stevemark122000 profile image

stevemark122000 8 years ago from Southern California Author

Thanks for your comment Aya Katz! Unfortunately, there are no foods available that have sufficient amounts of Omega 3 fatty acids. There has been many studies done with flax seed oil and it has been found to be the most abundant source of omega 3 fatty acids. According to scientific research there are no problems with the absorption of Omega 3 from flax seed oil and many qualified professionals will tell you this is your best source for omega 3. Most omega 3 supplements will provide you will approximately 15,000 mg of omega 3 per day which is how much you need to balance your omega 6 intake.


level1diet profile image

level1diet 8 years ago from Albuquerque, NM

Hi Steve, thanks for your response. I'm sure you'll come around. Either way, the discussion is always fun.(grin)

For a few hundred more citations, feel free to read through my 2 hubs documenting the way delta-6-desaturase works and the reasons that flax oil, which requires D6D functionality, cannot be converted into longer chain omega-3 EPA/DHA molecules efficiently in most adults due to a long list of operative factors. One hub is about why fish oil beats flaxseed oil, and the other is about why we need to be taking borage oil. The borage oil is heavily documented with footnotes and references that will help you understand the D6D functionality issue.

The chemistry is fairly simple to understand, if hard to perform in the lab. When D6D is blocked or dysfunctional for any lifestyle or genetic reason, alpha linoleic acid 'short-chain omega-3s' (from flax or any source) cannot be 'digested' or elongated into 'long chain omega-3s' called EPA and DHA. D6D is a cog in this process, without which no conversion takes place.

The evidence is conclusive that we need fish to do the work for us, or perhaps blue algae, which the fish eat... but that's another story (grin).

But that doesn't mean we shouldn't take flaxseed oil -- for the lignans. Another good source of slightly different lignans is from sesame seed. Sesamin has been shown to be extremely helpful, even in small quantities.


mmiller profile image

mmiller 8 years ago

I'm a HUGE fan of flaxseed oil! I've done my research on it too and thought I would give it to my son who has nasty eczema. I read that it could help kids with this problem. Sure enough, my son's eczema cleared about in a couple of days and I was stunned because he had scratched himself raw until he bled. When I looked at it a couple of days after starting the flaxseed oil, it was as smooth as could be!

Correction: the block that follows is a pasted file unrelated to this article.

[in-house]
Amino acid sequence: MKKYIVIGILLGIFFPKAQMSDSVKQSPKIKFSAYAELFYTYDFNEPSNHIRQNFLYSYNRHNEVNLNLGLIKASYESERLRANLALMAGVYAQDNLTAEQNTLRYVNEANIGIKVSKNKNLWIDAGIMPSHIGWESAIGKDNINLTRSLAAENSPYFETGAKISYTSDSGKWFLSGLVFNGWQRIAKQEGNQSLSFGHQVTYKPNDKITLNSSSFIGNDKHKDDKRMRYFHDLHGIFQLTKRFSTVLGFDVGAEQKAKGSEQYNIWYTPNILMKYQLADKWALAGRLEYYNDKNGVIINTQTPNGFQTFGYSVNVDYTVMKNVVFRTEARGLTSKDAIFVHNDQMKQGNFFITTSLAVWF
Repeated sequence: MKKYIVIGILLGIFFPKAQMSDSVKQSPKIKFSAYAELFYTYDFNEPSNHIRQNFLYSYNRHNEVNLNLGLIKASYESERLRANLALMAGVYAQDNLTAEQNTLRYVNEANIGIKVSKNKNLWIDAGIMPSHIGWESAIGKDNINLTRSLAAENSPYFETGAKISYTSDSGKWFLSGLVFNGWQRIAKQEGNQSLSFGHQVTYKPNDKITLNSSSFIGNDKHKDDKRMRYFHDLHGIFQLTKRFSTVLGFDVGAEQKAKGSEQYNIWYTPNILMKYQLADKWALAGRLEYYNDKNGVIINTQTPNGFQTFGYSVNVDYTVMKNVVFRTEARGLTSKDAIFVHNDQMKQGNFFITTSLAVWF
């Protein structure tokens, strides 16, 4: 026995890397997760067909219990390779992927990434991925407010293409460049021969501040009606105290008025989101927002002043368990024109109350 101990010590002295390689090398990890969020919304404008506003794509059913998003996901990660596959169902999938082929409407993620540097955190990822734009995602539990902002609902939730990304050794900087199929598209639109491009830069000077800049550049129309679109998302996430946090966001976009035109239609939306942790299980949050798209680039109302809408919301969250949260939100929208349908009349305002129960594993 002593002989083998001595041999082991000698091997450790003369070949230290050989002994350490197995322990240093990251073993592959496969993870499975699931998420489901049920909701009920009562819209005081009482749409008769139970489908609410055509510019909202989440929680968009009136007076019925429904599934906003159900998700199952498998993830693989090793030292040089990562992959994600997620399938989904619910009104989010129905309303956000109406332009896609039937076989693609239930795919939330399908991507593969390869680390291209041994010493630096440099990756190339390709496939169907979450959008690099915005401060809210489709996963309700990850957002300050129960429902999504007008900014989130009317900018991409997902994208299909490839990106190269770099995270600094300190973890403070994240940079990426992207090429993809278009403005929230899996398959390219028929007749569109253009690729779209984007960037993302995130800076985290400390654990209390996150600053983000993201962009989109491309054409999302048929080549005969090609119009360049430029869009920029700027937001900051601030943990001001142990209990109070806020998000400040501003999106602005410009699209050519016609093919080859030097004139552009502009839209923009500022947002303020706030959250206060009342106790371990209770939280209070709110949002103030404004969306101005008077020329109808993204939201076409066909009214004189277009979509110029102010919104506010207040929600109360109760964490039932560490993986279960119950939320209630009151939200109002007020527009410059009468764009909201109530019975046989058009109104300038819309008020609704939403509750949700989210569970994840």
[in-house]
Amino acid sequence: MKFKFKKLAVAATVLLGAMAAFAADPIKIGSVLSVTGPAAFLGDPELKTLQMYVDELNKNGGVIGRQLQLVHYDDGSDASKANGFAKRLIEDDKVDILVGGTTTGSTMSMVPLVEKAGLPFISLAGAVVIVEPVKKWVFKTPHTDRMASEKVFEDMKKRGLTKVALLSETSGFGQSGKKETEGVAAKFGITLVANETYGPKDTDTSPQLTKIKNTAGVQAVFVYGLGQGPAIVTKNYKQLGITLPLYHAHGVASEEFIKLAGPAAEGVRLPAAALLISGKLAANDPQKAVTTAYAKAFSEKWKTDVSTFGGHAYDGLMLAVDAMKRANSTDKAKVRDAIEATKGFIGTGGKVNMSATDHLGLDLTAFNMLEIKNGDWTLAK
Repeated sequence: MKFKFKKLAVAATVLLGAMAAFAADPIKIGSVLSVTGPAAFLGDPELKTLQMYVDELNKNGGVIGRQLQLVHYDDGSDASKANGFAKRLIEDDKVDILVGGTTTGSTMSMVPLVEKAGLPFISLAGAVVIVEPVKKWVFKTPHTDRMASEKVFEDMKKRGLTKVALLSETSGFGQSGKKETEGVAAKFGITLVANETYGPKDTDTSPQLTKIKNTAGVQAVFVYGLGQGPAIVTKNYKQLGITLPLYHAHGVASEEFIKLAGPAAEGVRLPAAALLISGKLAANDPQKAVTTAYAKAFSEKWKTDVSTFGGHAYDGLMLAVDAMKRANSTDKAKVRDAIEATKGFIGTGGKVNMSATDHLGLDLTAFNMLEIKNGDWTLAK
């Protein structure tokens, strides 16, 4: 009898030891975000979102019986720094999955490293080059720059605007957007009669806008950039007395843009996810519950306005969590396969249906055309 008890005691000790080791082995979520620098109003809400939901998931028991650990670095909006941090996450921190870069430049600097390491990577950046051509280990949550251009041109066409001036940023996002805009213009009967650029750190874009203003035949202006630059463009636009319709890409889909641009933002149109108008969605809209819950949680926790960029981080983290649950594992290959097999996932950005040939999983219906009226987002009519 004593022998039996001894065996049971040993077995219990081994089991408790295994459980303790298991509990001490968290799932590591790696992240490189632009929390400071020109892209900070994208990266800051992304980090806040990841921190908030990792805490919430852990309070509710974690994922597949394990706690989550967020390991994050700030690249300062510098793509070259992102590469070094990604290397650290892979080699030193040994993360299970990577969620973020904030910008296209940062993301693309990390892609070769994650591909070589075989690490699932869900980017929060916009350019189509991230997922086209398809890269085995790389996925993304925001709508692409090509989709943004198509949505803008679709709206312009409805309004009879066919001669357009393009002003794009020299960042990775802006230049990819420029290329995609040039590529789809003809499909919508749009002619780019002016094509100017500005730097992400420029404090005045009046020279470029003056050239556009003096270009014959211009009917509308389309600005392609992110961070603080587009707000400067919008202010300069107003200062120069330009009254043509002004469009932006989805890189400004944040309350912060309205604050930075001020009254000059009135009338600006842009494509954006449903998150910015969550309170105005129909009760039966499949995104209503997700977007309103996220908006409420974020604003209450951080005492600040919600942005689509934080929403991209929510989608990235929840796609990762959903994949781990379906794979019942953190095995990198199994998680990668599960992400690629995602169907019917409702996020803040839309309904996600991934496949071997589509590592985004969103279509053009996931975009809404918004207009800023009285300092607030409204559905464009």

stevemark122000 profile image

stevemark122000 8 years ago from Southern California Author

I did read your hub level1diet, but I didn't see any proof that people as they get older in life no longer have the ability to convert omega 3 from flax seed so that it can be used by the body.


stevemark122000 profile image

stevemark122000 8 years ago from Southern California Author

Thanks for your comment and testimony mmiller! You are one of many other good testimonies I have heard about the effectiveness of flax seed oil.


tinacarla profile image

tinacarla 8 years ago from USA

Yap! your right again! my hubby , two boys and I take flax oil! very good stuff!


Debby Bruck profile image

Debby Bruck 8 years ago

Thanks for another data-rich hub. And Thanks to level1diet for additional input. I never take flaxseed oil, simply because it can go rancid quickly. However, I do grind and sprinkle the golden flaxseeds onto food. All the best, Debby [homeopath]


sunny 7 years ago

Good information, BUT can we get enough Omega 3 from the new eggs found in the supermarkets that say the eggs have Omega 3, 6, 9?

Also, I take one cod liver oil pill a day. Is cod liver oil considered "fish oil" or does it have to be "salmon oil" or fish oil...


stevemark122000 profile image

stevemark122000 7 years ago from Southern California Author

It is really difficult to balance the high intake of omega 6 in the western diet without flax seed oil. Omega 3 in eggs is a good source but will not give you the amount you need to balance omega 6.

Cod Liver oil is good but check with your local health store rep. to learn about the unique health benefits of fish oil.


Kulsum Mehmood profile image

Kulsum Mehmood 7 years ago from Nagpur, India

Very informative hub stevemark. Thank you for sharing.


IChoosetoLive 7 years ago

Folks,

Thank you very much for sharing all this great information. Unfortunately because this is all so new to me, I have now gone on "information overload"

I recently was diagnosed with Hypertension, and was told I am borderline on having to take Medications for both Diabetes and high cholesterol. My Doctor has started me on Meds for my blood pressure, but has given me 3 months to allow a drastic diet change and exercise program, to see if I can lower the numbers to healthier levels without medication. Hence my dilema.

This is what has been reccomended by friends.

Mega Red which is supposed to be 3x better than fish oil. and also, Flaxseed oil pills. in reading the information on the bottles they both have Omega 3, so now I'm wondering if I might be getting too much.

Also, is there anything out there that helps lower blood sugars?

Any information is greatly appreciated. On a positive note, since January 1, I have now lost 21 pounds, and my Blood Pressure has been averaging 130/80's.